In the case of Houston itself: The Magnolia City has long been heralded by libertarians as a kind of case study for no-holds-barred development, un-zoned and untainted by regulations and—by extension—a playground for enterprising real estate moguls. As a ProPublica and Texas Tribune report last year found, there have been 7,000 residential buildings constructed in floodplains since hurricane Katrina. From 1996 to 2011, Harris County (containing the wider Houston area) has also seen a 25 percent increase in the amount of impermeable—that is, paved—surfaces, which displaced absorbent wetlands and prairie grass that help provide a buffer against runoff. That development not only puts more people and property in harm’s way, but drives up the cost of dealing with disasters.
While developers have been able to move about Houston at will, the same can’t be said for its residents. Houston alone is home to an estimated 575,000 undocumented immigrants, the third most of any metro area after New York and Los Angeles. As thousands began to evacuate, the Border Patrol announced that it would keep its checkpoints in the Rio Grande Valley open so long as the highways also remained open. This left undocumented Texans in Harvey’s path with an unbelievably cruel choice as the storm approached: try to ride it out, or risk deportation. Had it not been temporarily blocked via court order, this past Friday would also have seen the implementation of SB 4, one of the country’s most draconian anti-immigrant laws. Now, many of those attempting to rebuild their lives post-Harvey will also have to deal with the White House’s decision today to rescind DACA, which protects from deportation undocumented immigrants who arrived to the United States as children.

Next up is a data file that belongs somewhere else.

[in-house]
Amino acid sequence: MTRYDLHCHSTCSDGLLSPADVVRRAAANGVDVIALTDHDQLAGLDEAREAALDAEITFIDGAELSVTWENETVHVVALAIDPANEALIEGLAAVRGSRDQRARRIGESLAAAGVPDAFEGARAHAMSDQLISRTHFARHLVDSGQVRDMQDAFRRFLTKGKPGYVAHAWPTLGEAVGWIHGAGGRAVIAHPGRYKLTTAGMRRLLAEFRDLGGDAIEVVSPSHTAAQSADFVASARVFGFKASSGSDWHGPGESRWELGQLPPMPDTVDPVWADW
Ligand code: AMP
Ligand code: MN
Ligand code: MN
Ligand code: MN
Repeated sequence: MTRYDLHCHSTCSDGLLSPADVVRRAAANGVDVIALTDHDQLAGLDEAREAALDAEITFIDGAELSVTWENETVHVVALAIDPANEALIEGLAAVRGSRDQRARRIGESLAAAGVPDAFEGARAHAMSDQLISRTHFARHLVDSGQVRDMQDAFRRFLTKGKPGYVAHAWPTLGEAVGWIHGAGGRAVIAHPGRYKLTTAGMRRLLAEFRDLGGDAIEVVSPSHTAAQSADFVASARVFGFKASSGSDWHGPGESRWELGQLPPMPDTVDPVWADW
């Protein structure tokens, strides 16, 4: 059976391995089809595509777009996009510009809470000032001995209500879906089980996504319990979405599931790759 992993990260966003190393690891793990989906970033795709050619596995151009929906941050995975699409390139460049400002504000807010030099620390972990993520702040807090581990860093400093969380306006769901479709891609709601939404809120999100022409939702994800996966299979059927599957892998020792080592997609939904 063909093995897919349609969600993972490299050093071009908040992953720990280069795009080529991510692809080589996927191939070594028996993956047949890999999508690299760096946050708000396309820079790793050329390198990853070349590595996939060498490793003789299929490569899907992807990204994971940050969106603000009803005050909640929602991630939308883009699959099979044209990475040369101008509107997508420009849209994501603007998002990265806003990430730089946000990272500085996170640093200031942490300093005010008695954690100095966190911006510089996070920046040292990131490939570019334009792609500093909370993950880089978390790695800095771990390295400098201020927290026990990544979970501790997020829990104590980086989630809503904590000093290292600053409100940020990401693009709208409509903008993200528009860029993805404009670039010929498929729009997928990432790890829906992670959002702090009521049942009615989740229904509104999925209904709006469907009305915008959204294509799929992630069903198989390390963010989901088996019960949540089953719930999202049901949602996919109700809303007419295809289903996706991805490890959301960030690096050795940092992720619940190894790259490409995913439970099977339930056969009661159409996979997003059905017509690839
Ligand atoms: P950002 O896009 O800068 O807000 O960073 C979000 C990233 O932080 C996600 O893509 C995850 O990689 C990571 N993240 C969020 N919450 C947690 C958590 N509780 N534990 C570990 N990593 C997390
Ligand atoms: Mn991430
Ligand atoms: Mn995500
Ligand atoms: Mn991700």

There’s nothing natural, either, about the fact that Harvey’s floods inundated thirteen of Texas’s forty-one Superfund sites that are still awaiting clean-up, sites whose toxic contents now threaten their neighbors. A group of AP journalists visited storm-impacted sites around Houston before EPA inspectors, whose spokespeople claimed the sites were inaccessible. Long-term, the administration seems posed to make a bad situation even worse. Trump proposed a 30 percent cut to the EPA’s Superfund cleanup fund in his March budget blueprint, extending the George W. Bush administration’s doctrine that the polluters responsible for creating such sites should no longer have to contribute to cleaning them up.
Some of those same polluters are at the root of yet another kind of disaster unfolding in Southeast Texas. Storm damage has resulted in an emissions spike from the area’s oil and chemical refineries, which spat out 2,700 extra tons of pollution because of storm damage, and still more from preventative shut-downs. Beginning Thursday, chemical fires at the Arkema chemical plant in Crosby, Texas, about twenty-five miles from downtown Houston, sent a plume of noxious black smoke billowing over the area. The fires lasted through the weekend, as International Business Times reported that the company had successfully lobbied Republicans to block relevant safety regulations—despite being fully aware of the risks.